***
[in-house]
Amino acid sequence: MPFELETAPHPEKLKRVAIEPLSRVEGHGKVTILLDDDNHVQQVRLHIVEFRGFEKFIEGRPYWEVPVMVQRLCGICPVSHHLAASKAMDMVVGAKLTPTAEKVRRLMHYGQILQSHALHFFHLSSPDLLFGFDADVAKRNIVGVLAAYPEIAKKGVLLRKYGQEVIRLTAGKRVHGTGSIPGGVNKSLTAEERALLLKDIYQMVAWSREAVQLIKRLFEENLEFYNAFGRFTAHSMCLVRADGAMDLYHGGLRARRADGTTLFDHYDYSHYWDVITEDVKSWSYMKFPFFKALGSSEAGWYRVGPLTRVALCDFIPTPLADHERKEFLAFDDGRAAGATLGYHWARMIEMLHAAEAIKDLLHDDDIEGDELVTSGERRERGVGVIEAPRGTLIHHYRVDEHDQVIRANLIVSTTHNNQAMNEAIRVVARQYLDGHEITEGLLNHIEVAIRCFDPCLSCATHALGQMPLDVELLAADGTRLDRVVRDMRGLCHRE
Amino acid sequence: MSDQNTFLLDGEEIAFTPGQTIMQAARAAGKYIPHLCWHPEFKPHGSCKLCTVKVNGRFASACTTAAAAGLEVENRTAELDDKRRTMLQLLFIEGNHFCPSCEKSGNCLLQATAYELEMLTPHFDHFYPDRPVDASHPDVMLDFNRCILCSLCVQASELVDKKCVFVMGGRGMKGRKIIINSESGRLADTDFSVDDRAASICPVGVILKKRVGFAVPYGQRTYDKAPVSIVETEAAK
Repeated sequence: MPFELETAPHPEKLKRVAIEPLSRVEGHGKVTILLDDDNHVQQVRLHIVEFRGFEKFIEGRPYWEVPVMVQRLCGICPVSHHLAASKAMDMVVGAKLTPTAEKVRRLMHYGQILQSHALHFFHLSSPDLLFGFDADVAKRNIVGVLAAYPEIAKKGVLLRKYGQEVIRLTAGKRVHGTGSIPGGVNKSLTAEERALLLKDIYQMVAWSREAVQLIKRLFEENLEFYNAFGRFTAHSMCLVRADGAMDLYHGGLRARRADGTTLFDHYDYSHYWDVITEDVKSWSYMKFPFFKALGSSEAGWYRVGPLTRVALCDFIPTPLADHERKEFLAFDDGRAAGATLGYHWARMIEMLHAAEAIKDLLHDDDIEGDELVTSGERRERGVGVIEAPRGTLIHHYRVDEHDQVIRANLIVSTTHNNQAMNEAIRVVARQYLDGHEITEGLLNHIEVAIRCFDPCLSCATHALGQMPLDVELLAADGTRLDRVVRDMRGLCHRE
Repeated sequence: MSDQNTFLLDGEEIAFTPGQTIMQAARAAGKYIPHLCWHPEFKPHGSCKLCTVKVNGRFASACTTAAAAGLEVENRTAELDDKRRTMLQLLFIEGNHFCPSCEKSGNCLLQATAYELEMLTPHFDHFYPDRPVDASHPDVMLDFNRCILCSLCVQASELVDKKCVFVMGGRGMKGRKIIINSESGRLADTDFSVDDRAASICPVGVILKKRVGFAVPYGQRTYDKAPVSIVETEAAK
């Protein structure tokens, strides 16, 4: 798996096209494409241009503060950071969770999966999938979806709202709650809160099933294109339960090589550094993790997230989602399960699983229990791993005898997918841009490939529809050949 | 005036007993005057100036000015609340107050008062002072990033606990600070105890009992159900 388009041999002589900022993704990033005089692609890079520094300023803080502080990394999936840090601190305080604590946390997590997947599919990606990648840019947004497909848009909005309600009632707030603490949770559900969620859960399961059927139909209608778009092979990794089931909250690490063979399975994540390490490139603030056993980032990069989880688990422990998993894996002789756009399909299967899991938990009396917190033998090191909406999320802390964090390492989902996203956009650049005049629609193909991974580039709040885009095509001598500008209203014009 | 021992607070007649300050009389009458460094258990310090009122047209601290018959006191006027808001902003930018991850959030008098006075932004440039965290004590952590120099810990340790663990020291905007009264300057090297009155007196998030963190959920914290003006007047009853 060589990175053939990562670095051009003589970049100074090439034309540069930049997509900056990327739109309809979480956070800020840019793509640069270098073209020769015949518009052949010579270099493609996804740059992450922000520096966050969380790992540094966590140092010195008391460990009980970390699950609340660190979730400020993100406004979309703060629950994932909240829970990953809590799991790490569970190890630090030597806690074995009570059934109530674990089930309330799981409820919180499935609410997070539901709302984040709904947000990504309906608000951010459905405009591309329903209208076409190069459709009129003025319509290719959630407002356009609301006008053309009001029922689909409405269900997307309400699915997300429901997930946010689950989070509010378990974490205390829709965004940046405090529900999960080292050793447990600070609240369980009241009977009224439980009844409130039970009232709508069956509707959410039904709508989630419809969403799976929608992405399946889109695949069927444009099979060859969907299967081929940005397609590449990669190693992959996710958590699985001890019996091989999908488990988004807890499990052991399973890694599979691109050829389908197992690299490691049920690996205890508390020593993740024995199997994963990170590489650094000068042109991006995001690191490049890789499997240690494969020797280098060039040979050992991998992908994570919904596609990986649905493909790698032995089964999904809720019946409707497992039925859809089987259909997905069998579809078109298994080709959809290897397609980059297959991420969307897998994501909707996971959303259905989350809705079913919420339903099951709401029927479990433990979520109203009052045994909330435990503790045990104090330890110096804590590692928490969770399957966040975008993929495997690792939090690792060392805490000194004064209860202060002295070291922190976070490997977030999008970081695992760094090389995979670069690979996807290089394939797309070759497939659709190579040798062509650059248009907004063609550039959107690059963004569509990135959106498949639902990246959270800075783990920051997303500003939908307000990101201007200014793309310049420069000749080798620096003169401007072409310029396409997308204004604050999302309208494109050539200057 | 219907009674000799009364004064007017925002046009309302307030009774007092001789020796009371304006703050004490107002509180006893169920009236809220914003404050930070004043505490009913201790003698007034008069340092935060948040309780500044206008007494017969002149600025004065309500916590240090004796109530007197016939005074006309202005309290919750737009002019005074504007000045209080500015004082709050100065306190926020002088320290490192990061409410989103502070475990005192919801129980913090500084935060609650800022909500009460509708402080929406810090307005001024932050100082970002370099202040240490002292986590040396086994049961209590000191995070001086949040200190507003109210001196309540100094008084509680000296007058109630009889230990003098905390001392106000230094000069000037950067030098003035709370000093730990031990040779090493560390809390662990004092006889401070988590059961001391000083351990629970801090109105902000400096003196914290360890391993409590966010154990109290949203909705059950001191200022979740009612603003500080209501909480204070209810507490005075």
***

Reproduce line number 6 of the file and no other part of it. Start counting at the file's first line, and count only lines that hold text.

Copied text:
């Protein structure tokens, strides 16, 4: 798996096209494409241009503060950071969770999966999938979806709202709650809160099933294109339960090589550094993790997230989602399960699983229990791993005898997918841009490939529809050949 | 005036007993005057100036000015609340107050008062002072990033606990600070105890009992159900 388009041999002589900022993704990033005089692609890079520094300023803080502080990394999936840090601190305080604590946390997590997947599919990606990648840019947004497909848009909005309600009632707030603490949770559900969620859960399961059927139909209608778009092979990794089931909250690490063979399975994540390490490139603030056993980032990069989880688990422990998993894996002789756009399909299967899991938990009396917190033998090191909406999320802390964090390492989902996203956009650049005049629609193909991974580039709040885009095509001598500008209203014009 | 021992607070007649300050009389009458460094258990310090009122047209601290018959006191006027808001902003930018991850959030008098006075932004440039965290004590952590120099810990340790663990020291905007009264300057090297009155007196998030963190959920914290003006007047009853 060589990175053939990562670095051009003589970049100074090439034309540069930049997509900056990327739109309809979480956070800020840019793509640069270098073209020769015949518009052949010579270099493609996804740059992450922000520096966050969380790992540094966590140092010195008391460990009980970390699950609340660190979730400020993100406004979309703060629950994932909240829970990953809590799991790490569970190890630090030597806690074995009570059934109530674990089930309330799981409820919180499935609410997070539901709302984040709904947000990504309906608000951010459905405009591309329903209208076409190069459709009129003025319509290719959630407002356009609301006008053309009001029922689909409405269900997307309400699915997300429901997930946010689950989070509010378990974490205390829709965004940046405090529900999960080292050793447990600070609240369980009241009977009224439980009844409130039970009232709508069956509707959410039904709508989630419809969403799976929608992405399946889109695949069927444009099979060859969907299967081929940005397609590449990669190693992959996710958590699985001890019996091989999908488990988004807890499990052991399973890694599979691109050829389908197992690299490691049920690996205890508390020593993740024995199997994963990170590489650094000068042109991006995001690191490049890789499997240690494969020797280098060039040979050992991998992908994570919904596609990986649905493909790698032995089964999904809720019946409707497992039925859809089987259909997905069998579809078109298994080709959809290897397609980059297959991420969307897998994501909707996971959303259905989350809705079913919420339903099951709401029927479990433990979520109203009052045994909330435990503790045990104090330890110096804590590692928490969770399957966040975008993929495997690792939090690792060392805490000194004064209860202060002295070291922190976070490997977030999008970081695992760094090389995979670069690979996807290089394939797309070759497939659709190579040798062509650059248009907004063609550039959107690059963004569509990135959106498949639902990246959270800075783990920051997303500003939908307000990101201007200014793309310049420069000749080798620096003169401007072409310029396409997308204004604050999302309208494109050539200057 | 219907009674000799009364004064007017925002046009309302307030009774007092001789020796009371304006703050004490107002509180006893169920009236809220914003404050930070004043505490009913201790003698007034008069340092935060948040309780500044206008007494017969002149600025004065309500916590240090004796109530007197016939005074006309202005309290919750737009002019005074504007000045209080500015004082709050100065306190926020002088320290490192990061409410989103502070475990005192919801129980913090500084935060609650800022909500009460509708402080929406810090307005001024932050100082970002370099202040240490002292986590040396086994049961209590000191995070001086949040200190507003109210001196309540100094008084509680000296007058109630009889230990003098905390001392106000230094000069000037950067030098003035709370000093730990031990040779090493560390809390662990004092006889401070988590059961001391000083351990629970801090109105902000400096003196914290360890391993409590966010154990109290949203909705059950001191200022979740009612603003500080209501909480204070209810507490005075």